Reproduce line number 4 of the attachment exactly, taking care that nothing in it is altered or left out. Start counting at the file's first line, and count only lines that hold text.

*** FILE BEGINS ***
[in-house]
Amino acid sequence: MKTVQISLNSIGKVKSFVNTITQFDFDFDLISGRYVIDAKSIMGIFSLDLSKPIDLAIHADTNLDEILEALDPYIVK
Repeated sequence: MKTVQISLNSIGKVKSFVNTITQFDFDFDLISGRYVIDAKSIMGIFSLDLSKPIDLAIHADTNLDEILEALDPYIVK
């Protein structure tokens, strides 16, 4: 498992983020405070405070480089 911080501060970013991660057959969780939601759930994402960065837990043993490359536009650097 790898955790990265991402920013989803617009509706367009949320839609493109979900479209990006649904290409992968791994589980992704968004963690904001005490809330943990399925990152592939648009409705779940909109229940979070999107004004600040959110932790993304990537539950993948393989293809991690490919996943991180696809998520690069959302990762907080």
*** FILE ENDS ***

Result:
């Protein structure tokens, strides 16, 4: 498992983020405070405070480089 911080501060970013991660057959969780939601759930994402960065837990043993490359536009650097 790898955790990265991402920013989803617009509706367009949320839609493109979900479209990006649904290409992968791994589980992704968004963690904001005490809330943990399925990152592939648009409705779940909109229940979070999107004004600040959110932790993304990537539950993948393989293809991690490919996943991180696809998520690069959302990762907080």